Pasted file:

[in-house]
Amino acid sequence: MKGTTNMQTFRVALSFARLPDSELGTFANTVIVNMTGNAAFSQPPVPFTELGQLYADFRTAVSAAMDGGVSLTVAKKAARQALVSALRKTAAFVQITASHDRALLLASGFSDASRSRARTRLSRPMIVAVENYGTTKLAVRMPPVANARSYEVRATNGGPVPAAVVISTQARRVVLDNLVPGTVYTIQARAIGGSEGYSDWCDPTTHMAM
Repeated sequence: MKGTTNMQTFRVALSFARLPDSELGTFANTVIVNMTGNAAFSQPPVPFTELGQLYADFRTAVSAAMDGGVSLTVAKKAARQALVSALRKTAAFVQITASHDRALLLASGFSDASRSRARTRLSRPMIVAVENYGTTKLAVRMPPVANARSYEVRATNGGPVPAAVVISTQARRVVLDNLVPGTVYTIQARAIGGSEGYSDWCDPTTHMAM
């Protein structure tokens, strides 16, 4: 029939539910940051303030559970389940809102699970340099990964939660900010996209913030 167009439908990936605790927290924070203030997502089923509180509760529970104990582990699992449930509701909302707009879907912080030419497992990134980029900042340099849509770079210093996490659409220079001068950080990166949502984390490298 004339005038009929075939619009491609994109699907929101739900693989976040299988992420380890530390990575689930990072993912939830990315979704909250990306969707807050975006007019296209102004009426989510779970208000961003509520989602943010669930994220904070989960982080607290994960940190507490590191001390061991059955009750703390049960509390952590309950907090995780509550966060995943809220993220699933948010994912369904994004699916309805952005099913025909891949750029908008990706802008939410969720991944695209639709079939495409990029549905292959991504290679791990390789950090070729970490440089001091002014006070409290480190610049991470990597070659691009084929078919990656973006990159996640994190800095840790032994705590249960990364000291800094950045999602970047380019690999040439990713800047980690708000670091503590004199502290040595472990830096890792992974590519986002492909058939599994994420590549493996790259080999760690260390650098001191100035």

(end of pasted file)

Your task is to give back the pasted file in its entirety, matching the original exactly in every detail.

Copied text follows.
[in-house]
Amino acid sequence: MKGTTNMQTFRVALSFARLPDSELGTFANTVIVNMTGNAAFSQPPVPFTELGQLYADFRTAVSAAMDGGVSLTVAKKAARQALVSALRKTAAFVQITASHDRALLLASGFSDASRSRARTRLSRPMIVAVENYGTTKLAVRMPPVANARSYEVRATNGGPVPAAVVISTQARRVVLDNLVPGTVYTIQARAIGGSEGYSDWCDPTTHMAM
Repeated sequence: MKGTTNMQTFRVALSFARLPDSELGTFANTVIVNMTGNAAFSQPPVPFTELGQLYADFRTAVSAAMDGGVSLTVAKKAARQALVSALRKTAAFVQITASHDRALLLASGFSDASRSRARTRLSRPMIVAVENYGTTKLAVRMPPVANARSYEVRATNGGPVPAAVVISTQARRVVLDNLVPGTVYTIQARAIGGSEGYSDWCDPTTHMAM
């Protein structure tokens, strides 16, 4: 029939539910940051303030559970389940809102699970340099990964939660900010996209913030 167009439908990936605790927290924070203030997502089923509180509760529970104990582990699992449930509701909302707009879907912080030419497992990134980029900042340099849509770079210093996490659409220079001068950080990166949502984390490298 004339005038009929075939619009491609994109699907929101739900693989976040299988992420380890530390990575689930990072993912939830990315979704909250990306969707807050975006007019296209102004009426989510779970208000961003509520989602943010669930994220904070989960982080607290994960940190507490590191001390061991059955009750703390049960509390952590309950907090995780509550966060995943809220993220699933948010994912369904994004699916309805952005099913025909891949750029908008990706802008939410969720991944695209639709079939495409990029549905292959991504290679791990390789950090070729970490440089001091002014006070409290480190610049991470990597070659691009084929078919990656973006990159996640994190800095840790032994705590249960990364000291800094950045999602970047380019690999040439990713800047980690708000670091503590004199502290040595472990830096890792992974590519986002492909058939599994994420590549493996790259080999760690260390650098001191100035």